Gregg Kellogg: The meta question is the utility of having people involved in IIW w/ some participation - we've benefited from the exposure.
Richard Varn: I agree with that, we've learned a lot - you need to go to them, or bring them to us, or do it virtually. We should put it down as a definitely consider... inviting some of them to come to our WG is another dimension of that.
Gregg Kellogg: In past IIWs, there have been W3C staff to do outreach.
Richard Varn: We can bring some sessions back to IIW
Matt Stone: That's certainly more in line w/ IIW - if we can integrate more seamlessly into their agenda, do a WG session -doesn't have to be either or.
Jörg Heuer: IIW is about starting things off - what can we do w/ IIW but then report/build on that - self-sovereign movement helps us a bit.
Shane McCarron: We were talking about architecture and use cases and big picture thinking, which is different from day to day grind of specs. W3C does IG to do incubation... the IG or CG could do stuff at IIW.
Richard Varn: I would be willing to provide conference facility - ETS in Princeton. San Antonio - there are other opportunities.
Matt Stone: Advancing to Recommendation
Matt Stone: Once the WG is in flight, the goal is to produce a technical recommendation - there are six phases of this... levels of mateurity - FPWD, WD, CR, PR, REC.
Matt Stone: As we look into 2017, the bulk of the work is about the WD - this year, coming up, is about getting first published working draft done. Get feedback from stakeholders.
Matt Stone: Getting to FPWD -
Manu explains the FPWD process
Shane McCarron: Testing is a bit unusual, we're not really building anything - it's about a data model and a vocabulary - no protocol/api nothing to exercise.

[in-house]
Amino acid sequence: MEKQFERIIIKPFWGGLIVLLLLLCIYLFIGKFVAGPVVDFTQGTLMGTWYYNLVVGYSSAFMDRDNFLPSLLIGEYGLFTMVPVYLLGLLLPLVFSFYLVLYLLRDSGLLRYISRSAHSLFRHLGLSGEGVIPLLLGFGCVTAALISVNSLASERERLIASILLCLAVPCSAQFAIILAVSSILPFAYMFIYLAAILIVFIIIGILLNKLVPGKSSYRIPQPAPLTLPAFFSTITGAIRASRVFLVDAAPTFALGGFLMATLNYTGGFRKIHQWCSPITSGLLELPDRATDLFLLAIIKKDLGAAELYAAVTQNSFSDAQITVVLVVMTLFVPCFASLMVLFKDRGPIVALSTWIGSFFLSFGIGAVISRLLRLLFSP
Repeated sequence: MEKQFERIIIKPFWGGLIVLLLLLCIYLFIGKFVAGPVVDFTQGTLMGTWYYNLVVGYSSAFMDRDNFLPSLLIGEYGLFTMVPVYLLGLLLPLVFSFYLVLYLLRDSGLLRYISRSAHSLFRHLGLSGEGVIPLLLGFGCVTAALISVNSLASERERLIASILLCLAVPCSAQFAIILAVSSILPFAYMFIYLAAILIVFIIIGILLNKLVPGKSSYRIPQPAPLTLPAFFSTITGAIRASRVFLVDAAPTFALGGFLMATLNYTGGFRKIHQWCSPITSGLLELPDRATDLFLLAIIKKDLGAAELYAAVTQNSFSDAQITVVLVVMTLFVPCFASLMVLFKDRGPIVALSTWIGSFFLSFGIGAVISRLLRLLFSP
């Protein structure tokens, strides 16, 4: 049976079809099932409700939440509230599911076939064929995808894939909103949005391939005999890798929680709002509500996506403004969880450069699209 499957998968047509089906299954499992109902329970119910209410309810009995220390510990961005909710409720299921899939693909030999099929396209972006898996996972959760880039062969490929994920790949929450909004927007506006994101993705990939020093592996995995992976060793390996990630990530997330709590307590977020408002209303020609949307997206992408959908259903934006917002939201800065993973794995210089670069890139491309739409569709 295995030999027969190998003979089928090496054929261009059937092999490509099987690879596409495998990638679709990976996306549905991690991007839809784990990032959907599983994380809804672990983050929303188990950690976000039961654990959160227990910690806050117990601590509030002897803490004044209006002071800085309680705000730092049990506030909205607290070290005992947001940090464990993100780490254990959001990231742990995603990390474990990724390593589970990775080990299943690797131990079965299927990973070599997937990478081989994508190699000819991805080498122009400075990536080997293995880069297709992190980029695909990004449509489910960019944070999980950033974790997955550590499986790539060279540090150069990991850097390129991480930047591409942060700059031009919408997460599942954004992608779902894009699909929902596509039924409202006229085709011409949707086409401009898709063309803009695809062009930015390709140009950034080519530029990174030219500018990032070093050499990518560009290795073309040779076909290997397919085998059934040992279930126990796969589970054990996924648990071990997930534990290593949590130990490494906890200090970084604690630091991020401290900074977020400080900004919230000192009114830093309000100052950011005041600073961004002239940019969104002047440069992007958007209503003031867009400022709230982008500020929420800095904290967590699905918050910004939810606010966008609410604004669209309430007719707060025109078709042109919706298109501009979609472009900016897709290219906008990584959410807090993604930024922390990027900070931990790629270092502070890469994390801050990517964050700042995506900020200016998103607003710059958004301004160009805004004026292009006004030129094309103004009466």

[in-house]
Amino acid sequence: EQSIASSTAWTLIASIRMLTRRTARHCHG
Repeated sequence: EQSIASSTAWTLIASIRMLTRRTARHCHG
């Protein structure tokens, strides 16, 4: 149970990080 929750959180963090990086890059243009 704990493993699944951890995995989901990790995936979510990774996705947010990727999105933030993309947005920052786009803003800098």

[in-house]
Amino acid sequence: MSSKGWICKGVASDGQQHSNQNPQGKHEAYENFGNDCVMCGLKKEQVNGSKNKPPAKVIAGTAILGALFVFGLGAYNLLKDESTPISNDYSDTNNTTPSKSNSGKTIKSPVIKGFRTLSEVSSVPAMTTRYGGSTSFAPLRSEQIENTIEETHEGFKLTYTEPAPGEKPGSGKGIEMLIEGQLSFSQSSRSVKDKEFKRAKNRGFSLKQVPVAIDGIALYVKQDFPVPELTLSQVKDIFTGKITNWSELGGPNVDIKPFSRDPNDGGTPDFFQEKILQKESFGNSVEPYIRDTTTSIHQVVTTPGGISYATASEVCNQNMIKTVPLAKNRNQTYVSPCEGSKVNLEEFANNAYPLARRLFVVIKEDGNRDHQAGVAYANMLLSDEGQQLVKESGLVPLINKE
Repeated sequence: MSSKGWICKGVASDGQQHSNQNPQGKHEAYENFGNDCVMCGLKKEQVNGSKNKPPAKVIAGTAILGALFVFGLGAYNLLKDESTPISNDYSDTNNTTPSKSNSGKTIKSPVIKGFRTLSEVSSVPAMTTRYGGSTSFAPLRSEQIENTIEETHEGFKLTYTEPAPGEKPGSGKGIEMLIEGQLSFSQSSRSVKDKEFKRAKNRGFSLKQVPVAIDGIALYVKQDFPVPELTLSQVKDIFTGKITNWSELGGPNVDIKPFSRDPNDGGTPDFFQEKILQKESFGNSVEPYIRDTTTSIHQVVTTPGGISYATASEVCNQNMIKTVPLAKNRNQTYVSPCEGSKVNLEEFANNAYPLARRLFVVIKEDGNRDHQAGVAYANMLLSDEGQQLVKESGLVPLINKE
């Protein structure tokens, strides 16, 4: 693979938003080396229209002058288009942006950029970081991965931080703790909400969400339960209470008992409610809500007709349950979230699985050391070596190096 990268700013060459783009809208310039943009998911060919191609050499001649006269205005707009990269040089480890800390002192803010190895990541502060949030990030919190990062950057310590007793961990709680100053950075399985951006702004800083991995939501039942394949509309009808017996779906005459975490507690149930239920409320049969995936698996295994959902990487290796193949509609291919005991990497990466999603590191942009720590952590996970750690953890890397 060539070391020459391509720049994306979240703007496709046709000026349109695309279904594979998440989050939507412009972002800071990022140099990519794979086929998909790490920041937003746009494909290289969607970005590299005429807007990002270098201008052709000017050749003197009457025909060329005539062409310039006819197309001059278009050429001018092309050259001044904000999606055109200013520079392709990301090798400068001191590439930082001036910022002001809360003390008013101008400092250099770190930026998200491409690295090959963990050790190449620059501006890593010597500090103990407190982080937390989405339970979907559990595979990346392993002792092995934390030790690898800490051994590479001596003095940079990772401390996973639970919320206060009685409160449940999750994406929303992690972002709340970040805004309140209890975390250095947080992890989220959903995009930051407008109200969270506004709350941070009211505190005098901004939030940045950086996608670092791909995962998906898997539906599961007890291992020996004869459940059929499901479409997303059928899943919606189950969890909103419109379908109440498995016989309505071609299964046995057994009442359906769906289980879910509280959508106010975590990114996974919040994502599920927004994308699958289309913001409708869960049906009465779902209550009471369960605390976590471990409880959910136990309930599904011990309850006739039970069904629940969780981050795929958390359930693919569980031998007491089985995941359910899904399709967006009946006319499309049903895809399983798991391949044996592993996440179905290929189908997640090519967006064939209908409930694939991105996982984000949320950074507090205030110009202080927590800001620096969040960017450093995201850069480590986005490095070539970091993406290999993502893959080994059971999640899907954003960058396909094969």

Richard Varn: So what's an example of a test we can do?
Shane McCarron: You can evaluate the implementation - a JSON-LD context that defines your vocabulary - you make sure it works interoperably... another part is doing isomorphic transformations - take the data and transform it via RDF - and then transform it back.
Shane McCarron: Those are the two ways you can check the data model that the W3C Management accepts. You have to prove that your thing is implemented.
Gregg Kellogg: On the other hand, most vocabularies have logical consistencies - make sure your vocabularies are consistent.
Eric Korb: We could do it as partners... send and receive credentials.
Gregg Kellogg: Specifications make normative requirements.
Gregg Kellogg: Test suites should limit themselves to testing normative requirements.
Shane McCarron: We did this with web annotation work recently
Shane McCarron: Another thing w/ vocabulary testing - how do we ensure that all the terms in a vocabulary are needed and used - how do we make sure that happens.
Shane McCarron: In that context, they're going to see if all terms are used.
Joe Andrieu: You could have verified claims for all of your use cases.
Eric Korb: We can just use HTTP to pass.
Gregg Kellogg: We can create examples that are serialized, make sure they round trip to data model, and that they're consistent.
Richard Varn: Would that teach us anything useful
Gregg Kellogg: It taught us something for web annotations - so yes, it works. It caused changes that fixed things.
Matt Stone: We'd take a number of credentials across a number of industries, render them into the data model, see if it works.
Gregg Kellogg: One way to do it is to mark up use case document that takes items out of use cases and statements match...
Shane McCarron: Is the purpose is to get over the hurdle... if it is, it's a waste of time. we want to make sure this is something that's useful over time.